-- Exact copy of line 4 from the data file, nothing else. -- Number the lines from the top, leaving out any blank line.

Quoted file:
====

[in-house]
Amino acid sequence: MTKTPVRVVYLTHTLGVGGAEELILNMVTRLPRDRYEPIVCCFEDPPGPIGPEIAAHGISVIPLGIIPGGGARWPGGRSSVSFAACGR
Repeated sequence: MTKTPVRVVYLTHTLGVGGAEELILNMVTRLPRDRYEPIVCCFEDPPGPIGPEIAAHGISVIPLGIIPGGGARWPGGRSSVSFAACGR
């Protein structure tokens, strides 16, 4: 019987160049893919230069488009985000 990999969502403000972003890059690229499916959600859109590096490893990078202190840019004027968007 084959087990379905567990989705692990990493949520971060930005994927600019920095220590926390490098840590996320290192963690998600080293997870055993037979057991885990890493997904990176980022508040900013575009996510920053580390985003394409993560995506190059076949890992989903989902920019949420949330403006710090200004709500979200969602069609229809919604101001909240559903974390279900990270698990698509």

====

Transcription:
């Protein structure tokens, strides 16, 4: 019987160049893919230069488009985000 990999969502403000972003890059690229499916959600859109590096490893990078202190840019004027968007 084959087990379905567990989705692990990493949520971060930005994927600019920095220590926390490098840590996320290192963690998600080293997870055993037979057991885990890493997904990176980022508040900013575009996510920053580390985003394409993560995506190059076949890992989903989902920019949420949330403006710090200004709500979200969602069609229809919604101001909240559903974390279900990270698990698509």